Anyway, it was still enjoyable, and I was inspired to watch the (first) sequel, curious if I’d recognise it too. But no, it felt completely new to me. One thing that stood out to me was the early scene inside the famous Amityville Horror house. It was instantly recognisable from those quarter-circle windows.

The Amityville Horror was a transformational part of my childhood. It’s actually one of the first movie experiences I remember. I was definitely too young to see it by any reasonable measure, but my mother took me and my brother into the city and the huge cinema complex there for a full day, in which we saw three movies. The other two were The Muppet Movie and Meteor. Amityville was obviously my mother’s choice – she’s always been into horror. And she was never shy about exposing us kids to it. I remember seeing a whole bunch of classic Hammer horror movies as a kid.

Anyway, I was instantly reminded of it by the house’s appearance in The Conjuring 2. That got me on a nostalgic Wikipedia dive to read up on it and remind myself. I was a little surprised to find that the Amityville house still exists. Curious, I checked it out on Google Streetview, but was disappointed to see that it’s been blurred out beyond any visibility. Presumably precisely because so many people want to gawk at it.

Today I took Scully out for a total of three walks, because my wife had a day off work but used the opportunity to go into the city and check out some shops and have a leisurely morning tea and so on. And otherwise I finished off writing a new batch of Irregular Webcomic! strips. I’ll photograph them tomorrow.

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AI-generated horror

I’ve been playing a bit with all of the cool AI-powered art generation tools that have been unleashed in recent times. I mentioned the other day that I got an invite to DALL-E. Rather than burn through my free credits trying stuff, I’ve been trying random things with Craiyon, a free site that uses DALL-E Mini.

Unrelatedly, I’ve been watching a bunch of horror movies that Netflix has been recommending to me. At some point I veered off into Asian horror films, and there seems to be plenty of them for it to keep recommending to me. I seem to have hit a local maximum in its “you might like this” algorithm, such that nearly everything it recommends to me these days is an Asian horror film.

Making the connection between horror films and AI, I decided to try hitting Craiyon with the prompt: Scene from a Japanese horror film. Here’s what it came back with:

AI generated scene from Japanese horror film

Yep. That’s pretty close to what I expected. A creepy long-haired ghost girl, trading on the Yotsuya Kaidan story and the indelible influence it has had on Japanese horror, via The Ring. Notice also the typically Japanese shoji walls, most noticeable in the bottom left frame.

All right. I’ve also been watching some Chinese horror, so let’s try: Scene from a Chinese horror film:

AI generated scene from Chinese horror film

Interesting! It’s mostly similar long-haired ghost girls, but with a vividly different colour palette. The delicate shoji walls have been replaced by brutalist concrete walls. There are also several apparent victims, lying on the floor in shrouds. And some interestingly creepy pictures on some of the walls.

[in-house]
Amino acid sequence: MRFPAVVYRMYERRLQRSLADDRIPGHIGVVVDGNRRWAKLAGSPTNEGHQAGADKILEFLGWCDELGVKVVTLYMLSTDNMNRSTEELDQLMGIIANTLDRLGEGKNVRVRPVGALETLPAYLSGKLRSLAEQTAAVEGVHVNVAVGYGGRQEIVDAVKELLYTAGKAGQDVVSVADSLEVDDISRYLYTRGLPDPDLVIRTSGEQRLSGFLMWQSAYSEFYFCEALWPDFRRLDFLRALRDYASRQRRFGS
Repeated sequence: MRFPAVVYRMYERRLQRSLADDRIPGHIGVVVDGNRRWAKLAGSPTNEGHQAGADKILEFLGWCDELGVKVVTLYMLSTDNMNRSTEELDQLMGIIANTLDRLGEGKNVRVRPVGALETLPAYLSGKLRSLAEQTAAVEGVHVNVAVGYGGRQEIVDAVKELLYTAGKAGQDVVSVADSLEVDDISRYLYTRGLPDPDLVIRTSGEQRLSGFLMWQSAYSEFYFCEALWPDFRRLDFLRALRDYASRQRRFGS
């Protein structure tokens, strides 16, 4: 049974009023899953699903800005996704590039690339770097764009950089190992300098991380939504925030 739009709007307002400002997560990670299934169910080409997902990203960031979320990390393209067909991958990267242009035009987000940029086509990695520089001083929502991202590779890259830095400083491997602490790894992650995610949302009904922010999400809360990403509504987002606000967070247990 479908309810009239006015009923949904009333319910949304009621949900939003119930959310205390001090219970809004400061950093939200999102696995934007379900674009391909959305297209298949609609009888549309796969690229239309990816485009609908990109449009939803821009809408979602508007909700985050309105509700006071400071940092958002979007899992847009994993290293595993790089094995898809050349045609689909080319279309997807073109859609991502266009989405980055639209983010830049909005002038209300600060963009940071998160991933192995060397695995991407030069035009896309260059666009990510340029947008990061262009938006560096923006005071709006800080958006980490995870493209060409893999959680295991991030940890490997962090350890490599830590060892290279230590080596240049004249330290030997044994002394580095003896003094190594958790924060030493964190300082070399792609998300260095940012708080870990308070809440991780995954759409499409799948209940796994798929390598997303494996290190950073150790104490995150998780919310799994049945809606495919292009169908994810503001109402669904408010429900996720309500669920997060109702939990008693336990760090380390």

Next up: Scene from a Korean horror film:

AI generated scene from Korean horror film

More long-haired ghost girls, but with a much greater emphasis on the faces and their blood-curdling expressions. We also have a few boys or young men who might be victims, or perhaps relatives of the ghost girl. The colour palette is a bit more blue/yellow and less green than the Chinese examples.

Okay, let’s try moving away from Asia, to Europe, beginning with: Scene from a French horror film:

AI generated scene from French horror film

Now our walls have curtains and doors. We’ve gone back to a mostly black and white palette. And the long-haired ghost girl is replaced by a range of spooky figures with recent haircuts, or horrified victims – particularly that anguished looking close-up of the woman’s face at centre right. In the bottom left we have what might be a witch hovering by someone’s bedside, waiting to bestow a curse. Definitely a more European classic cinema vibe here.

I’ve also seen a couple of German films recently, which have been fairly modern and based around teenagers getting into spooky situations. Honestly they felt more like Scooby Doo than a serious horror film. So lets try: Scene from a German horror film:

AI generated scene from German horror film

Oooh. Getting some Max Schreck Nosferatu vibes here, although not too explicitly. The exterior farmhouse at top middle is interesting – the first identifiably exterior scene generated so far. Good choice though because, as we all know, farmhouses are 90% more spooky than most other buildings. Definitely more of a vampire feel than ghosts here. And a couple of frames of Nazis, which I suppose is fair enough for the horror genre.

Now let’s try some English-speaking origins. We’ll start with: Scene from a British horror film:

AI generated scene from British horror film

Interesting. I’m not quite sure what to make of this. There seems to be a few people in masks, another creepy outdoor farmhouse, and in the bottom left what looks like a shadowy mob. Intriguing candlelight and shadows.

Contrast with: Scene from an American horror film:

AI generated scene from American horror film

There are definitely a lot more interior rooms here, with doors. I guess American horror hinges a lot more on people lurking through doorways.

And finally: Scene from an Australian horror film:

AI generated scene from Australian horror film

I’m not sure that anything here particularly implies Australia. It just seems to be some more semi-generic ghosty building stuff. I don’t know what that claw-like shadow is in the upper left panel, but it’s nice and spooky.